In the late 1990s, a consortium of US "cable operators, known as "MCNS" formed to quickly develop an open and interoperable cable modem specification. The group essentially combined technologies from the two dominant proprietary systems at the time, taking the "physical layer from the "Motorola "CDLP system and the "MAC layer from the LANcity system. When the initial specification had been drafted, the MCNS consortium handed over control of it to "CableLabs which maintained the specification, promoted it in various standards organizations (notably "SCTE and "ITU), developed a certification testing program for cable modem equipment, and has since drafted multiple extensions to the original specification.
While deployed "DOCSIS RFI 1.0 equipment generally only supports "best efforts service, the DOCSIS RFI 1.0 Interim-01 document discussed "QoS extensions and mechanisms using "IntServ, "RSVP, "RTP, and Synchronous Transfer Mode (STM) "telephony (as opposed to "ATM). "DOCSIS RFI 1.1 later added more robust and standardized "QoS mechanisms to DOCSIS. "DOCSIS 2.0 added support for "S-CDMA "PHY, while DOCSIS 3.0 added "IPv6 support and "channel bonding to allow a single cable modem to use concurrently more than one upstream channel and more than one downstream channel in parallel.
Virtually all cable modems operating in the field today are compliant with one of the DOCSIS versions. Because of the differences in the European "PAL and USA's "NTSC systems two main versions of DOCSIS exist, DOCSIS and EuroDOCSIS. The main differences are found in the width of RF-channels: 6 MHz for the USA and 8 MHz for Europe. A third variant of DOCSIS was developed in "Japan and has seen limited deployment in that country.
Although interoperability was the whole point of the DOCSIS project, most cable operators only approve a very restricted list of cable modems on their network, identifying the 'allowed' modems by their brand, models, sometimes firmware version and occasionally going as far as imposing a hardware version of the modem, instead of simply allowing a supported DOCSIS version as it should. From this point of view, the DOCSIS standard has failed to provide the promised practical interoperability for the end user.
Multimedia terminal adapter
With the development of "voice over Internet Protocol (VoIP) telephony, "analog telephone adapters (ATA) have been incorporated into many cable modems for providing telephone service. An embedded ATA is known as an embedded multimedia terminal adapter (E-MTA).
Many cable TV service providers also offer VoIP-based telephone service via the cable infrastructure ("PacketCable). High-speed Internet access service subscriber may use VoIP telephony by subscribing to a third-party service, such as "Vonage, "MagicJack+ and NetTALK.
Network architectural functions
In network topology, a cable modem is a "network bridge that conforms to "IEEE 802.1D for "Ethernet networking (with some modifications). The cable modem bridges Ethernet frames between a customer "LAN and the coax network. Technically, it is a modem because it must modulate data to transmit it over the cable network, and it must demodulate data from the cable network to receive it.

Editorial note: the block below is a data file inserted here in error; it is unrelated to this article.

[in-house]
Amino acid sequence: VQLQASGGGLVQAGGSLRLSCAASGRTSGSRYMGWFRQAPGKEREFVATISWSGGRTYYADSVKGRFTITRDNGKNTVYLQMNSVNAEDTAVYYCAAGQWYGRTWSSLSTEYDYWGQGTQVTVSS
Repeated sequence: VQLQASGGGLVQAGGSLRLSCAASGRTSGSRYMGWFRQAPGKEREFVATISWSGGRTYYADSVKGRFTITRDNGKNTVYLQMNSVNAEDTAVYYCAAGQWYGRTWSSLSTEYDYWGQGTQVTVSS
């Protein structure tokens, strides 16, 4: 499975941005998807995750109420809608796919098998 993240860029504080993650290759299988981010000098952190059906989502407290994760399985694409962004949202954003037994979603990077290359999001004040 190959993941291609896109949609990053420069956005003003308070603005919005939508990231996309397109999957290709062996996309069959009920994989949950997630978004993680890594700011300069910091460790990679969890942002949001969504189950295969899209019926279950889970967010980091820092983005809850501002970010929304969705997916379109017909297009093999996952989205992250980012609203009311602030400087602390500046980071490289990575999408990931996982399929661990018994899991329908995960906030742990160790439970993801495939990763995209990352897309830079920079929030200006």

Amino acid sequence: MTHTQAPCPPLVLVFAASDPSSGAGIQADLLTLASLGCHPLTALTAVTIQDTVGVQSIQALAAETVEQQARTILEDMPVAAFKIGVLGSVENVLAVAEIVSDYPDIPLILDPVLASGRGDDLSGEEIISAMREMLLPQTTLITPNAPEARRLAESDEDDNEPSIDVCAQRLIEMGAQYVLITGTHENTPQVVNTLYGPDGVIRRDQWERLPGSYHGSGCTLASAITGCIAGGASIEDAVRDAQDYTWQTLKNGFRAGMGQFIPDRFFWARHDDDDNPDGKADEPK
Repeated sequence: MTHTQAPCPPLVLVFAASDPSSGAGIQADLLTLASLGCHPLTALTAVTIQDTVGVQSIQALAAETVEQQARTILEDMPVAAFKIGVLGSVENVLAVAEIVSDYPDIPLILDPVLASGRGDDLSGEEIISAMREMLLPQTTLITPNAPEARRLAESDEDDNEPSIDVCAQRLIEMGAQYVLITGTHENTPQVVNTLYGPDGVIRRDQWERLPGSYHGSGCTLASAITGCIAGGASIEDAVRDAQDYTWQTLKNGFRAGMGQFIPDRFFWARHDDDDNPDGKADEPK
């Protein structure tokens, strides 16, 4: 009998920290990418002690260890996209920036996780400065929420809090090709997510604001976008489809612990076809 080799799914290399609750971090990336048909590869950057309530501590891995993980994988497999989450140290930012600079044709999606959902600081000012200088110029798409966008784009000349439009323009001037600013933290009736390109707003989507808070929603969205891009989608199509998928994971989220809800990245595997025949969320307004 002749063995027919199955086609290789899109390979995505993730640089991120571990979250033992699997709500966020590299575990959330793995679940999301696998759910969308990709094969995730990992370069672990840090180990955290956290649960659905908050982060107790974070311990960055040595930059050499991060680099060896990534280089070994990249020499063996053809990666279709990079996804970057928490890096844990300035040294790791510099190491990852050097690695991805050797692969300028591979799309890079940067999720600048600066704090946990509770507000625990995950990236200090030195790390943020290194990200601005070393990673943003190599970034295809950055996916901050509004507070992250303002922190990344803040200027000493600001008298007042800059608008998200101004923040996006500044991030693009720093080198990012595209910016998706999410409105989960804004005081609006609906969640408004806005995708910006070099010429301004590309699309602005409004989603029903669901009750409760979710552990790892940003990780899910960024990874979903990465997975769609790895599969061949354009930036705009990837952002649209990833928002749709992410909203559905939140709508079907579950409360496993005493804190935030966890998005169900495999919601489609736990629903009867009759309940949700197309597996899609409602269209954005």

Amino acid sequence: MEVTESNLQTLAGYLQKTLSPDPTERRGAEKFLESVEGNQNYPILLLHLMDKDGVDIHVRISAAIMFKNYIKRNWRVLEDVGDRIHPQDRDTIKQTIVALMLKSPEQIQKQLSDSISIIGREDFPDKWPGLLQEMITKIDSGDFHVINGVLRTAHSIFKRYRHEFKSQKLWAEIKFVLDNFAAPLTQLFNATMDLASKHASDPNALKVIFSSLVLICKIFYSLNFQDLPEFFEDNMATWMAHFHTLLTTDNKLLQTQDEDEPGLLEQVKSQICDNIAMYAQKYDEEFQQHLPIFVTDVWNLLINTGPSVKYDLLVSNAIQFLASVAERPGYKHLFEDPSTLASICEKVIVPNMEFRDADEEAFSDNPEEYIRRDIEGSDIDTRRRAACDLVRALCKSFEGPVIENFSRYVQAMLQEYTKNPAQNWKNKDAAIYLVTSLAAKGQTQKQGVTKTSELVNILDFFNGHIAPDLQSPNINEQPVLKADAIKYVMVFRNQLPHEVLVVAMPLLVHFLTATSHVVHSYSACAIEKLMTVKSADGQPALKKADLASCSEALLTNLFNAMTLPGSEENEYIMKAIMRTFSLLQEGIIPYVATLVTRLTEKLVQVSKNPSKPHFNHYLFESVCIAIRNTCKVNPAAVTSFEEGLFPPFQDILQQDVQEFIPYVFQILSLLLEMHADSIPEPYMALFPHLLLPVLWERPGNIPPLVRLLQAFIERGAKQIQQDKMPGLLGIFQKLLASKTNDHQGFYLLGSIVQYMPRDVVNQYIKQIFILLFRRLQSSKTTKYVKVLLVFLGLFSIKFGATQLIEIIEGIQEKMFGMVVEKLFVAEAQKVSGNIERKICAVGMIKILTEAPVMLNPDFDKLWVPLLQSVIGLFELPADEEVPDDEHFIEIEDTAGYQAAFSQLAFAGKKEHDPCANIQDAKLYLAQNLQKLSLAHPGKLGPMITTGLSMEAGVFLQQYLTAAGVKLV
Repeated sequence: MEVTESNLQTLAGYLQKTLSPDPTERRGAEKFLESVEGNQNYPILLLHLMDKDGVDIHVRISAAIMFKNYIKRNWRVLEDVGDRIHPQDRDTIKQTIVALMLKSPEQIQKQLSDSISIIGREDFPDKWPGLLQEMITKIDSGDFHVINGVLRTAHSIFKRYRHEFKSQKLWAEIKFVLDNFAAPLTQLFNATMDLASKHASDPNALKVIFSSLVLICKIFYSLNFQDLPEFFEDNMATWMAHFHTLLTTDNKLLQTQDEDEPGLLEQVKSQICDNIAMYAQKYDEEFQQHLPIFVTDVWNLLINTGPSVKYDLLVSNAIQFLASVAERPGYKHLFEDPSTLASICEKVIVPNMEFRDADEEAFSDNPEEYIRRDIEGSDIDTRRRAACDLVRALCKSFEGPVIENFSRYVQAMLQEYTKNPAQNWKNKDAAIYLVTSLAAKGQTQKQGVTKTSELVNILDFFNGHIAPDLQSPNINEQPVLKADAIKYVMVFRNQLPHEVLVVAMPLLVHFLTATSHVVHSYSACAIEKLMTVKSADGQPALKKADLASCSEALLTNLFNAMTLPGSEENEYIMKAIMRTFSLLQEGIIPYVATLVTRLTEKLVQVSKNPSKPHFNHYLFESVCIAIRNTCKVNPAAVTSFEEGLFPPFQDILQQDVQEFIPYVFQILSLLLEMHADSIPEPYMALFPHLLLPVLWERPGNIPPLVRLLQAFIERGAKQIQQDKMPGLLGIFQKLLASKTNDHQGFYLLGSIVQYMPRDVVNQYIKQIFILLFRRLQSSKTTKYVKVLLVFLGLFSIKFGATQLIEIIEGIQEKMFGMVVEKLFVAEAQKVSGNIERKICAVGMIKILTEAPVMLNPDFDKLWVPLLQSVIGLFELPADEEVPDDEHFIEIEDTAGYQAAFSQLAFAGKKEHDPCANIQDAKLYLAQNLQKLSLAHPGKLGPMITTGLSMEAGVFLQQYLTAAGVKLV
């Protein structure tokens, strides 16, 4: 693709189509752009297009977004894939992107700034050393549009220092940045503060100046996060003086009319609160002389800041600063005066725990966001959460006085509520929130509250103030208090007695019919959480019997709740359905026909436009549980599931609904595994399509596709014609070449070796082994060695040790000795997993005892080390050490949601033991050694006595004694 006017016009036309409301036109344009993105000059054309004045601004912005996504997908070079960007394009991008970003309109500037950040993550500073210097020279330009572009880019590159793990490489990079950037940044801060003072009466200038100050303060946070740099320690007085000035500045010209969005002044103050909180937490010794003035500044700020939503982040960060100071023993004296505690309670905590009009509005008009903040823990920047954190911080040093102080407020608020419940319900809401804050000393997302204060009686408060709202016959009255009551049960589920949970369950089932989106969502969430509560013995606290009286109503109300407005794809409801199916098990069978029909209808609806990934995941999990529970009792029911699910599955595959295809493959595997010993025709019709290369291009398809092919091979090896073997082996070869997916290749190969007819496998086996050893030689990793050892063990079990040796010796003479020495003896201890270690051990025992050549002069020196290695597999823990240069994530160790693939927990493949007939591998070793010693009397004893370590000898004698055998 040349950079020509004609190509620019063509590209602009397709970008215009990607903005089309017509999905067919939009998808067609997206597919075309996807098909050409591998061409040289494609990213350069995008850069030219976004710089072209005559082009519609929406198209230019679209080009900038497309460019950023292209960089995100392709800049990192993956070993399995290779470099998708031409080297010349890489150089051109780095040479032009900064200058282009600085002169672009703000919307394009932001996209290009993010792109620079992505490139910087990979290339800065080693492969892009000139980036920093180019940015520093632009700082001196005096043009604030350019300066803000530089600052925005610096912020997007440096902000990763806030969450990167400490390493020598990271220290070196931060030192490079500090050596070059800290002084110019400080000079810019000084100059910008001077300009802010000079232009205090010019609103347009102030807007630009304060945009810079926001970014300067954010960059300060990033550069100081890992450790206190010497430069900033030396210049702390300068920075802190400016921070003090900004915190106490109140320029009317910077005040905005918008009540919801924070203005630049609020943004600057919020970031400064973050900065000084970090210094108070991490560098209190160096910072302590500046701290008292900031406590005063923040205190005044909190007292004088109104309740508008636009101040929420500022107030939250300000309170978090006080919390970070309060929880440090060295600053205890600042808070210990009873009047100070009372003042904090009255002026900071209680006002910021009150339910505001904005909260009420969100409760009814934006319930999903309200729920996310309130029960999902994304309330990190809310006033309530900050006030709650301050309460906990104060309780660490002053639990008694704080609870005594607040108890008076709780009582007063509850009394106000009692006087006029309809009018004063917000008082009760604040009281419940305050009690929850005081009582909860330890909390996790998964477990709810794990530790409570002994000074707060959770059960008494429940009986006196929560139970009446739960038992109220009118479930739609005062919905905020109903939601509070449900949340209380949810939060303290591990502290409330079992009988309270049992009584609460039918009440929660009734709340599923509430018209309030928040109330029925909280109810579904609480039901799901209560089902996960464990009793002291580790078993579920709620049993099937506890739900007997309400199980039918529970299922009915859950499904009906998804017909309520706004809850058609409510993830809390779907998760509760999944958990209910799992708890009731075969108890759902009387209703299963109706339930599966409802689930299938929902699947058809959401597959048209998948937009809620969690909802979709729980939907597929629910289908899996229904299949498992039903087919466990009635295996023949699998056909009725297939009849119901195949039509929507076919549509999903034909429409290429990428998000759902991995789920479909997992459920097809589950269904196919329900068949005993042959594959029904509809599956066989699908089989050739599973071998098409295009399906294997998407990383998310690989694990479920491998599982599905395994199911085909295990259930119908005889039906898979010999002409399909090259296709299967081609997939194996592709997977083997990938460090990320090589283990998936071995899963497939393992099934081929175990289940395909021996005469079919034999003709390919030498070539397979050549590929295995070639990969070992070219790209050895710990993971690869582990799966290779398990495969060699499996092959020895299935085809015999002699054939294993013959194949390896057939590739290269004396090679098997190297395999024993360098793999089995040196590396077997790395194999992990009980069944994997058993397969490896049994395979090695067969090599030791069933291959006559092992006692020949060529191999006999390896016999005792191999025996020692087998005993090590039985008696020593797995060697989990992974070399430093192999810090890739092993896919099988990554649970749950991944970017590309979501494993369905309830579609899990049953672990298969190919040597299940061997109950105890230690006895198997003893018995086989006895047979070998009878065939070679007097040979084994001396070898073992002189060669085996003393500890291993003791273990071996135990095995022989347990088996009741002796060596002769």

With respect to the "OSI model of "network design, a cable modem is both "Physical Layer (Layer 1) device and a "Data Link Layer (Layer 2) forwarder. As an "IP addressable network node, cable modems support functionality at other layers.
Layer 1 is implemented in the "Ethernet PHY on its LAN "interface, and a DOCSIS defined cable-specific "PHY on its HFC cable interface. The term cable modem refers to this cable-specific PHY. The "Network Layer (Layer 3) is implemented as an "IP host in that it has its own "IP address used by the network operator to maintain the device. In the "Transport Layer (Layer 4) the cable modem supports "UDP in association with its own IP address, and it supports filtering based on "TCP and UDP port numbers to, for example, block forwarding of "NetBIOS traffic out of the customer's LAN. In the "Application Layer (Layer 7), the cable modem supports certain protocols that are used for management and maintenance, notably "Dynamic Host Configuration Protocol (DHCP), "SNMP, and "TFTP.
Some cable modems may incorporate a "router and a DHCP server to provide the LAN with "IP network addressing. From a data forwarding and network topology perspective, this router functionality is typically kept distinct from the cable modem functionality (at least logically) even though the two may share a single enclosure and appear as one unit, sometimes called a "residential gateway. So, the cable modem function will have its own "IP address and "MAC address as will the router.
Cable modem flap
Cable modems can have a problem known in industry jargon as "flap" or "flapping". A modem flap is when the connection by the modem to the head-end has been dropped (gone offline) and then comes back online. The time offline or rate of flap is not typically recorded, only the incidence. While this is a common occurrence and usually unnoticed, if a modem's flap is extremely high, these disconnects can cause service to be disrupted. If there are usability problems due to flap the typical cause is a defective modem or very high amounts of traffic on the service provider's network (upstream utilization too high). Types of flap include reinsertions, hits and misses, and power adjustments.
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